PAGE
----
An Atheist Tefilah

An Atheist Tefilah

I do not generally pray. I recite the Shabbat prayers each Friday, on holidays, Yarzheits. I say the Shehecheyanu on special occasions, I respond to news of poor health with a mi shebeirach, to deaths with a mourner’s kaddish. But when it really comes down to it, I do not pray.

To me the liturgy is not so much an appeal to God, it’s a way to connect with my own feelings, my own understandings about the importance of my loved ones, and the comforts of routine and tradition to help cope with the complex situations life throws my way.

The meaning of the prayers is nearly irrelevant. It’s the practice of them that matters to me. The fact of the thousands of years behind those words, those gestures. That tradition, all on its own, is a comfort for me. And there is no comfort for me in the idea of a personal appeal, a prayer specifically from me to a higher power.

The idea of asking some kind of god to intercede in the universe on my behalf seems to me the height of hubris. There are millions of people, billions of people, probably, praying for conflicting things every day. What would make me think that my problems are worth the attention of a being that powerful? What meaning could I possibly find in a universe in which the petty wishes of any random person could sway what is and must be for the rest of the universe? How selfish would it be to believe my own desires, my own life, means so much to anything in the face of eternity? How could I possibly see myself as more deserving of my desires than any other person, any other thing? When I recite the Shema, when I sing the Amida, I ask for nothing. I take comfort, and it is all I expect.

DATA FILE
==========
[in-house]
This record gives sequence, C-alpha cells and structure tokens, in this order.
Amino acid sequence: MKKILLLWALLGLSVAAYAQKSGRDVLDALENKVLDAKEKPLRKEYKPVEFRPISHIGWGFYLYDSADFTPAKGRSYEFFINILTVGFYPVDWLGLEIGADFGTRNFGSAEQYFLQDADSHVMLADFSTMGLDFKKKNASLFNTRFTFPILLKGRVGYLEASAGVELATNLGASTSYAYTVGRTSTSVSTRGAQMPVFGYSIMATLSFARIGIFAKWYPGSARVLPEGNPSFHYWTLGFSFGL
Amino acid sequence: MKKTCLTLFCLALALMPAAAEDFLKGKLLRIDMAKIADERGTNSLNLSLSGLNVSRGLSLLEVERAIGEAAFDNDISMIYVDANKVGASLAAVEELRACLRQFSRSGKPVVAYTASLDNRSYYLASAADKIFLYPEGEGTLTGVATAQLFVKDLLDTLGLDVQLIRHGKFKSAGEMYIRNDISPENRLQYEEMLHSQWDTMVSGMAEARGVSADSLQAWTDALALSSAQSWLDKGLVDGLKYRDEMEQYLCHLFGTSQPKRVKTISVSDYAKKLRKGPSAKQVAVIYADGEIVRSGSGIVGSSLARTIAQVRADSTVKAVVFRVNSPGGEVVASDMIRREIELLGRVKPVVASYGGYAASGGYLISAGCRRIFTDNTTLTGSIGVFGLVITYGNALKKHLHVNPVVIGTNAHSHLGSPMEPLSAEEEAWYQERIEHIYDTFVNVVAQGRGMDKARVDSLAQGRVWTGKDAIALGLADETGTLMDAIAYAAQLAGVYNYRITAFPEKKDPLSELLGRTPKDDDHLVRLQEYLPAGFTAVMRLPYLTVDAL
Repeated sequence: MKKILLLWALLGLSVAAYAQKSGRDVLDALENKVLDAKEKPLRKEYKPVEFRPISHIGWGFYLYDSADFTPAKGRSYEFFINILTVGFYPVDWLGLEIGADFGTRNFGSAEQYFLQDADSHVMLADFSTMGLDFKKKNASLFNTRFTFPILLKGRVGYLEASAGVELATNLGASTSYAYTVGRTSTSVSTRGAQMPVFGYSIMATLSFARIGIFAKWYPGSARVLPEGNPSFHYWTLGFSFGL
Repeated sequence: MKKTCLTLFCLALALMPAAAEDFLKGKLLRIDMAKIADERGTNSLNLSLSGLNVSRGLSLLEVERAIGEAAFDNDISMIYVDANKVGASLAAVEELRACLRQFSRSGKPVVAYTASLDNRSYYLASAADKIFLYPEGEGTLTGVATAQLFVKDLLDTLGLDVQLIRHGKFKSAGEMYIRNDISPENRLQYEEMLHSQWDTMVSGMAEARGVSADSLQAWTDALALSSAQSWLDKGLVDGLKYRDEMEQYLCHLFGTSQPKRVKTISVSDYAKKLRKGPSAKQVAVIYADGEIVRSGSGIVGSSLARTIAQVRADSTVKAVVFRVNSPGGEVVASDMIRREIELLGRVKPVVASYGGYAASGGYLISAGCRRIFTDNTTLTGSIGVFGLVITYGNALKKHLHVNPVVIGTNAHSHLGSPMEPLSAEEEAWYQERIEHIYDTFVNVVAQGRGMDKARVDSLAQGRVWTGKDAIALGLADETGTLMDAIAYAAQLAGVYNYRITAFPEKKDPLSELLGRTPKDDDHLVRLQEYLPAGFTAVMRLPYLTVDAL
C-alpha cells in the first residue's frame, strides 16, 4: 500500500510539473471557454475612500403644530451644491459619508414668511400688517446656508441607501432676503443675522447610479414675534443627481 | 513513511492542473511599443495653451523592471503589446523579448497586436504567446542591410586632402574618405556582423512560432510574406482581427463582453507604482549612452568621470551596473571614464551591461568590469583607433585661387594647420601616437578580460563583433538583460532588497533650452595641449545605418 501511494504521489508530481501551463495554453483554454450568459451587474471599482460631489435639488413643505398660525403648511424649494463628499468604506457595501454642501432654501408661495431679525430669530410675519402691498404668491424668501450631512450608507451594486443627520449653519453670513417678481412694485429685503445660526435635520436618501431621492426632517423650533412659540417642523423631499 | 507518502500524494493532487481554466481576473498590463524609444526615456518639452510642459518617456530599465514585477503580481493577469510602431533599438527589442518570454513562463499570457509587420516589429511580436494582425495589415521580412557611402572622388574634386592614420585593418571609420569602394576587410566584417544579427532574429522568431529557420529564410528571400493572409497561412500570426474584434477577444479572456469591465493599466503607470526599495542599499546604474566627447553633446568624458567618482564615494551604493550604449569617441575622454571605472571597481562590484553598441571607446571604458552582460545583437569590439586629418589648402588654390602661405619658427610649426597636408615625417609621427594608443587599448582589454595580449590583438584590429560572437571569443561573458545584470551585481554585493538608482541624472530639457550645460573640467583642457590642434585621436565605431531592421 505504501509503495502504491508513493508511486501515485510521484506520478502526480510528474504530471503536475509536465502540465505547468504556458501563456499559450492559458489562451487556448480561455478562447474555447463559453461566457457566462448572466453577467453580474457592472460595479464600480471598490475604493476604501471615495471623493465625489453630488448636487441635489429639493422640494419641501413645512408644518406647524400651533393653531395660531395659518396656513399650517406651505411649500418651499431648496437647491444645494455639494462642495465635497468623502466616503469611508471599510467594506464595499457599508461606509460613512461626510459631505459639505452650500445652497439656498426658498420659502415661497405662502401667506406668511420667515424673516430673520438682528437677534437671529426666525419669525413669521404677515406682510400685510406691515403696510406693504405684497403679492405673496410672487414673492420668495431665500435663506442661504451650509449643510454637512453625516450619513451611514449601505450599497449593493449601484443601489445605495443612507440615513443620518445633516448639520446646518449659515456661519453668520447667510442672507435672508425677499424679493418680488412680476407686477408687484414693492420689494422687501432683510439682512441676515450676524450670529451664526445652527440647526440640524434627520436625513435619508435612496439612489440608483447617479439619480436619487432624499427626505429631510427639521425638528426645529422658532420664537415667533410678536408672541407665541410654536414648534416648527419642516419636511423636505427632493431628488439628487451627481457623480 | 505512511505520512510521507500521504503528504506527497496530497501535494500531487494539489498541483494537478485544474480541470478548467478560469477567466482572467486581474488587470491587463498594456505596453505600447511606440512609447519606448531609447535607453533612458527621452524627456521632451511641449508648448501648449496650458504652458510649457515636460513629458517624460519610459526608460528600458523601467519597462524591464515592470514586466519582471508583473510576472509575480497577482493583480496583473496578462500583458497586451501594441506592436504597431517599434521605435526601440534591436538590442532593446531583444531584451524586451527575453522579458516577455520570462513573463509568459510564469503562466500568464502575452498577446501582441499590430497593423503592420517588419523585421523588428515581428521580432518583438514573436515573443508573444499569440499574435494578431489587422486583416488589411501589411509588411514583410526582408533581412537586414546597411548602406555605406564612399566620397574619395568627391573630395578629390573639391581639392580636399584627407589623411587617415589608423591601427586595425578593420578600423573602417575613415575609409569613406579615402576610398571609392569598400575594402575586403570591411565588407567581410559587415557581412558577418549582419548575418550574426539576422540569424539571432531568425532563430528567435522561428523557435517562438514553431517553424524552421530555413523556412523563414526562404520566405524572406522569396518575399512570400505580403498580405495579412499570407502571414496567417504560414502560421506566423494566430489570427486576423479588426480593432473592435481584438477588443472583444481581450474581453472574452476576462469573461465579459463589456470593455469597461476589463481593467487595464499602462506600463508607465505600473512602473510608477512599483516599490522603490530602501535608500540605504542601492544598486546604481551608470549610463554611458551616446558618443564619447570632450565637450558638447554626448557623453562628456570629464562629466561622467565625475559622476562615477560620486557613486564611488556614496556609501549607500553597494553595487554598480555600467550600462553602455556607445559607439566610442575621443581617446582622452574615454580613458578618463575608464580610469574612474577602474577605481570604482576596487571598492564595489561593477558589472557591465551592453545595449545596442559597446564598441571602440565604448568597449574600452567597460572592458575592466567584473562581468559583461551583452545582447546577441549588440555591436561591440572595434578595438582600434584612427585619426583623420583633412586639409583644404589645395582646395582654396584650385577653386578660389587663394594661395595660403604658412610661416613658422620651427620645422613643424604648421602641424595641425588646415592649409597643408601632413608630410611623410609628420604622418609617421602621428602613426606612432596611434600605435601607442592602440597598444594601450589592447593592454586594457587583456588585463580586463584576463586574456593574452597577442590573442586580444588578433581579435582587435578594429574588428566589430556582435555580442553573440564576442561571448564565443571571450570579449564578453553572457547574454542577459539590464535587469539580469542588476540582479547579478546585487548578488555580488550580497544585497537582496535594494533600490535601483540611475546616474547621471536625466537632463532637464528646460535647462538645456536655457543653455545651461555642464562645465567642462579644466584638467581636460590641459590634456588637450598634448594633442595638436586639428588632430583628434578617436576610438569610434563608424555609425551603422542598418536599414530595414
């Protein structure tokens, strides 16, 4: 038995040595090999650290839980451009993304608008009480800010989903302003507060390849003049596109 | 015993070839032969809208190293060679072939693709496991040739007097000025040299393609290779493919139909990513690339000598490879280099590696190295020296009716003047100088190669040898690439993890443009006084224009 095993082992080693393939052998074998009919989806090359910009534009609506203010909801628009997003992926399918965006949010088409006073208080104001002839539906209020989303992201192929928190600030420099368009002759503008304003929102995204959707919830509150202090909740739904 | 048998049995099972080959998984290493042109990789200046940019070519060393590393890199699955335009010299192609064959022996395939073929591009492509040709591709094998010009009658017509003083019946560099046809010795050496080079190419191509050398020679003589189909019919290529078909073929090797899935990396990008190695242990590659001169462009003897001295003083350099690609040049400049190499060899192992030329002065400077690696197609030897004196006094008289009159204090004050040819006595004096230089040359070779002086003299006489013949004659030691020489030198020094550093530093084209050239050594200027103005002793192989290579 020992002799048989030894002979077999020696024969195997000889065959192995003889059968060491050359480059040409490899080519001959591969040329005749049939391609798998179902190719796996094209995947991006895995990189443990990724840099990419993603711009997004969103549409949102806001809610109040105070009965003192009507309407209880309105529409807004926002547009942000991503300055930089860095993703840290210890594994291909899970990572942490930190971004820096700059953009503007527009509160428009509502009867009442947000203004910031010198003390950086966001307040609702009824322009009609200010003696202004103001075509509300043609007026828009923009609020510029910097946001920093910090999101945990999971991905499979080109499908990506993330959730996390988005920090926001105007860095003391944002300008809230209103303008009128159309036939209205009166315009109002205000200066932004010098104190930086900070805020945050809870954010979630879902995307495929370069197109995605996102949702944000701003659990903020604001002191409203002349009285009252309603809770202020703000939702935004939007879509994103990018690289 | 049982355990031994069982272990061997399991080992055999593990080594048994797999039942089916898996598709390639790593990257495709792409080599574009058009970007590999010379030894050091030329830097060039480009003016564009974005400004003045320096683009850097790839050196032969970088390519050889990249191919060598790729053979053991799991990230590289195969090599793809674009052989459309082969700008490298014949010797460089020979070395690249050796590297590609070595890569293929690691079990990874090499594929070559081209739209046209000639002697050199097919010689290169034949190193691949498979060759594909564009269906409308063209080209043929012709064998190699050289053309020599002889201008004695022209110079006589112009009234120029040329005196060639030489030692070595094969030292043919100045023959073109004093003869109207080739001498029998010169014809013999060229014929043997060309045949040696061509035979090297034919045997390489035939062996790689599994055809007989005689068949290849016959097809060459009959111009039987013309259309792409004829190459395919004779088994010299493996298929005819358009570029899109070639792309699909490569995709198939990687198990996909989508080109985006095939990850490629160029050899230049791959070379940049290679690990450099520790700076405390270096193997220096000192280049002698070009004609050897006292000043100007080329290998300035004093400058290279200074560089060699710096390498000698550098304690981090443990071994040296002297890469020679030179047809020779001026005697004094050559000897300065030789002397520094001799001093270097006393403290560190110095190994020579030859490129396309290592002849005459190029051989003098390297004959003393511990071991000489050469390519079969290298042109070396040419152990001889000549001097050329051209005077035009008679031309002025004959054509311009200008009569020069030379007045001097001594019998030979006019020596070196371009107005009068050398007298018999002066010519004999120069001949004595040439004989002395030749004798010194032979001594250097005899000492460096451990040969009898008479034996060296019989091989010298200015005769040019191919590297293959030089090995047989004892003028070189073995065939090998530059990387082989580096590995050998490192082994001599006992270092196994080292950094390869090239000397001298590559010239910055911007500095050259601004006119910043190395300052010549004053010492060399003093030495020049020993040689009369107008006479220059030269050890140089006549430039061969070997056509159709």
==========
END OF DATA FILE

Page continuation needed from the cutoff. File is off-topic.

But when it comes to my husband’s brain cancer, I pray.

I don’t pray for a cure for cancer. I trust the doctors and researchers who are working tirelessly for that. I have known too many neuro-oncologists, neurosurgeons, and neurologists, seen too many high-profile celebrities succumb to glioblastoma, to believe for a minute that they will never find a way to combat this disease.

I do not pray for a miraculous recovery. I have absolute faith in my husband’s flexibility, strength, motivation, and dedication to believe he is not and will not achieve everything that is within the realm of the possible.

I don’t pray for miracles. I don’t believe in miracles. I believe that every moment I have with my husband, with my children, with my life is its own miracle, but that everything that happens does so without the intervention of the divine, and that in no way diminishes it.

What I pray for is my husband’s happiness.

There are so many things that have kept him from being as happy as he should be. So many big things, so many small. Life, however wonderful, is also unrelenting in its abuses. I am not always good at keeping the vow I made when we were wed, to do everything in my power to help him be happy. But when I pray for myself, in my own way, ad-libbing, this is what I pray for.

For his happiness, I would do anything. I can say that without hesitation because I cannot imagine anything that could be asked of me to secure his happiness that I would not do. He’s a good man, and in many ways very simple. He loves family and friends and good food. He loves laughter and affection and to relax. He loves to feel useful. He loves to feel needed.